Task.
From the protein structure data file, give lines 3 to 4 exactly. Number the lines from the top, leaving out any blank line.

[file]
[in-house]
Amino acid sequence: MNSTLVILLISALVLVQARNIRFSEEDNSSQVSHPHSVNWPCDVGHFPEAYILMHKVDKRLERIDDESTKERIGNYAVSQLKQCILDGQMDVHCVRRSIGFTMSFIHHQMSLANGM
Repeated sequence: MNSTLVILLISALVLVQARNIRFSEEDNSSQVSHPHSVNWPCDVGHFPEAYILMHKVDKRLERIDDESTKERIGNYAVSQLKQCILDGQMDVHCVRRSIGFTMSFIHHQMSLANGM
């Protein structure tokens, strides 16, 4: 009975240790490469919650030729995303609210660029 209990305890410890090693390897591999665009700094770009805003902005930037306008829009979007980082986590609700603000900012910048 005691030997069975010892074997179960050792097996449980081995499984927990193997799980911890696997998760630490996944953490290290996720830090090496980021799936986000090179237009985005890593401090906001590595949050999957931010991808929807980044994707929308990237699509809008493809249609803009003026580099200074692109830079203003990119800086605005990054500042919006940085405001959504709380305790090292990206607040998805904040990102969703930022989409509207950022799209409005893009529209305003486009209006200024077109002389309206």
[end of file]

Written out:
Repeated sequence: MNSTLVILLISALVLVQARNIRFSEEDNSSQVSHPHSVNWPCDVGHFPEAYILMHKVDKRLERIDDESTKERIGNYAVSQLKQCILDGQMDVHCVRRSIGFTMSFIHHQMSLANGM
């Protein structure tokens, strides 16, 4: 009975240790490469919650030729995303609210660029 209990305890410890090693390897591999665009700094770009805003902005930037306008829009979007980082986590609700603000900012910048 005691030997069975010892074997179960050792097996449980081995499984927990193997799980911890696997998760630490996944953490290290996720830090090496980021799936986000090179237009985005890593401090906001590595949050999957931010991808929807980044994707929308990237699509809008493809249609803009003026580099200074692109830079203003990119800086605005990054500042919006940085405001959504709380305790090292990206607040998805904040990102969703930022989409509207950022799209409005893009529209305003486009209006200024077109002389309206």